A colleague likes to remind me that all politics are local. But the sad fact is that so little, if any, are based on accountability or trust.
This past year I have witnessed local “bad” politics set against the backdrop of national “worse” politics, and while the local players may not have nationally recognized names, their tactics are no different than what is playing out in Washington today. While some will say “who can blame them, just look at their role models,” this is no longer a satisfactory answer, at least not to me.
Two of our regional school board members are the subject of recall petitions filed by separate groups in different towns. The targeted officials are claiming that the recalls are about intimidation. I’m reminded that often when people accuse others of a specific character flaw or personality defect, they may be pointing to their own shortcomings. What further strikes me as odd is that these are the same individuals who I have personally seen intimidate their own members and the public, while disparaging and excluding those who don’t agree with them.
The politicians are piling in to the local battle in the hopes of gaining “control”- citizen activists, board members, town councils and mayors are all trying to grab their share of some elusive power pie, while balancing themselves on both sides of an imaginary political fence. Sound familiar? Lines are being drawn faster than summertime lightening strikes and alliances are made (and broken) with a mere phone call or wink of the eye. Meanwhile, the individual political motives and alliances remain nontransparent, finger pointing is rampant and the issues are spiraling out of control. If it sounds to you like a scene from the TV show Big Brother, it could be.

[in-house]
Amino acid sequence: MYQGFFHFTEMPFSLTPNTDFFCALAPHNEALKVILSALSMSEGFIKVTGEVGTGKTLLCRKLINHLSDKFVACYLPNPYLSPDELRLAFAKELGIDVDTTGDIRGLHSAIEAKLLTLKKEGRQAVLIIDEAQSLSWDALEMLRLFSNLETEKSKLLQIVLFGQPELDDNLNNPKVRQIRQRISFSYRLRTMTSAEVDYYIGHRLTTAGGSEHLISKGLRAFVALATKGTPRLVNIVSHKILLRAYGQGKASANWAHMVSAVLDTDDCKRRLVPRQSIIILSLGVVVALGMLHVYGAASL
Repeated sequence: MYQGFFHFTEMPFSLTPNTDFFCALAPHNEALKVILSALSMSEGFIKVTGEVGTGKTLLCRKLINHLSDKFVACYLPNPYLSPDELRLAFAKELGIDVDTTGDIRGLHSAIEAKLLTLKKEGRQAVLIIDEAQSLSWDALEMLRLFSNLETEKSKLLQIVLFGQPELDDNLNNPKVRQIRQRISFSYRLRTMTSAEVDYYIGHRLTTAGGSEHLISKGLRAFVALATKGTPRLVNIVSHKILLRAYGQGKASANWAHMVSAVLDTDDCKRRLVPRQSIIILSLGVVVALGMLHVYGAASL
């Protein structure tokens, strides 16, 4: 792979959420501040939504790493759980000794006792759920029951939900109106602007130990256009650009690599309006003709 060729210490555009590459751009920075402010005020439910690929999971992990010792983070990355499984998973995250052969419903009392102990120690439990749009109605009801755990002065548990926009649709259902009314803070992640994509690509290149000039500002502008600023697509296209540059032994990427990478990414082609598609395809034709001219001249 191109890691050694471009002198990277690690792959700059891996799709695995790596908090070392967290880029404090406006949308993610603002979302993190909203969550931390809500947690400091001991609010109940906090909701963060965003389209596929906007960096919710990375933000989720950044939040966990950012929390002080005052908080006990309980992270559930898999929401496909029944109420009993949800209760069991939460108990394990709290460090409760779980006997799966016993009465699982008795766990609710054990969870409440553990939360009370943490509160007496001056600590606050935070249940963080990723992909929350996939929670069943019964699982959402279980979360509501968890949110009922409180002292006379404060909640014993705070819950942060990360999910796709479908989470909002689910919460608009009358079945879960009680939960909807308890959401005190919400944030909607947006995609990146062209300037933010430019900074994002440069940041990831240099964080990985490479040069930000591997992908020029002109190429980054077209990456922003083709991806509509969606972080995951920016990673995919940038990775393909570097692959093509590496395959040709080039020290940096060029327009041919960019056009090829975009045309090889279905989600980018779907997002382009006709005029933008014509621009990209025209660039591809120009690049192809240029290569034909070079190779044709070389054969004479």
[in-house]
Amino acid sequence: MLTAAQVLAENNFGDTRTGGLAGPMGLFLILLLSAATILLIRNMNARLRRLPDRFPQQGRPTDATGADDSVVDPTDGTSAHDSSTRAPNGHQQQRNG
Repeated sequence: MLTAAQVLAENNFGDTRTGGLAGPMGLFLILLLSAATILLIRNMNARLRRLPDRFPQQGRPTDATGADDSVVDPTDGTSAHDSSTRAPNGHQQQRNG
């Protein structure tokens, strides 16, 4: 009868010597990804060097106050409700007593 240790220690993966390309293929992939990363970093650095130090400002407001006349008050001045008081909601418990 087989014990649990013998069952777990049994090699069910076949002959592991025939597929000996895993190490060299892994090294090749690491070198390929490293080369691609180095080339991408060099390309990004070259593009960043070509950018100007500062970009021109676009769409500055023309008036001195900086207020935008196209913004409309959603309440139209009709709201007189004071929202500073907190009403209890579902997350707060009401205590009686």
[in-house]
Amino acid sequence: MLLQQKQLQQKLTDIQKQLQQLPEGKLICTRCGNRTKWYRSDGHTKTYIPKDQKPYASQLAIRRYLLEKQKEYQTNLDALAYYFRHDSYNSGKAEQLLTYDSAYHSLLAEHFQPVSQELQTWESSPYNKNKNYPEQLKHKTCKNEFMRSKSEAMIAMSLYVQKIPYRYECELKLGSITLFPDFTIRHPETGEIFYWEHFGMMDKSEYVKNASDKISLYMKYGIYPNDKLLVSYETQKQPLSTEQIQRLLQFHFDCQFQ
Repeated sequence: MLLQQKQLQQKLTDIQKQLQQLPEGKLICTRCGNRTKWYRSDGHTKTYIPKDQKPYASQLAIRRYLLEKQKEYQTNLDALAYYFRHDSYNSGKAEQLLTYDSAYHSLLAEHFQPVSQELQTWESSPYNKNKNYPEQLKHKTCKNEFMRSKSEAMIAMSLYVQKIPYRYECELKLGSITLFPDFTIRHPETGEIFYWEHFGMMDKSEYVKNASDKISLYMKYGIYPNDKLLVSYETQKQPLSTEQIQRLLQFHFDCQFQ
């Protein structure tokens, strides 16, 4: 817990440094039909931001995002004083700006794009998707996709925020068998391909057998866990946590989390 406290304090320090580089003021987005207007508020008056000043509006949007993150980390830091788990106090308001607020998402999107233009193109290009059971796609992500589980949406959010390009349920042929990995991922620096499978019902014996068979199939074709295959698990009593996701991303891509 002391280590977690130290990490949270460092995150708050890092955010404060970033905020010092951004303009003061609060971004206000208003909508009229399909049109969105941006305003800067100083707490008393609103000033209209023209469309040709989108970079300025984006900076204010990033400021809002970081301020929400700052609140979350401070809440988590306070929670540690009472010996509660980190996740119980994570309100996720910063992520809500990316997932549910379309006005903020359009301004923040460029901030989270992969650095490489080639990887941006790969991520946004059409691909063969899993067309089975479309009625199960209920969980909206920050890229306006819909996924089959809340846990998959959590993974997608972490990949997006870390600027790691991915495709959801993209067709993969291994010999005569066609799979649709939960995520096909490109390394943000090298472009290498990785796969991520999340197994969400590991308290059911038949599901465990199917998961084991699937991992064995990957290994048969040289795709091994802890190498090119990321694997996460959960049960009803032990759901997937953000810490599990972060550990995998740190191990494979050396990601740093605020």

But what is the “real” issue at the local level? What makes it different than what’s going on in Washington? For me… well nothing. We, as a nation, have tossed ethics and morality to the wind. Those in power, at whatever political level, have forgotten what it means to be “servant leaders” and to do so with humility, dignity and grace. Elected officials are no longer accountable to their constituents, nor do they perform their duties with integrity or trust. In this particular case, a regional school district full of kids is suffering. At the national level, the whole country feels the same pain. What a shame. We have nobody to blame but ourselves.
I live in small town America. I speak to those in neighboring towns and I hear that the issues are the same. Only the names and faces are different. Imagine this. What if a copy of this blog was sent to every local school board, every town council and every mayor with a note that said “Say what you mean and do what you say. We, your citizens, are watching and we want you to help restore trust to this nation.” Imagine if these elected officials began setting the examples, at the local level, that our country so desperately needs right now. What is the downside? Where is the risk?
Readers of this blog have the power to start a movement. Forward this short blog to your School Board, your Town Council and your Mayor. Ask them whether they want to continue to be part of the problem or part of the solution. Remind them that collectively, they have the power to change the course of this nation.
Barbara Kimmel is the Executive Director of Trust Across America. Please feel free to send any questions or comments to firstname.lastname@example.org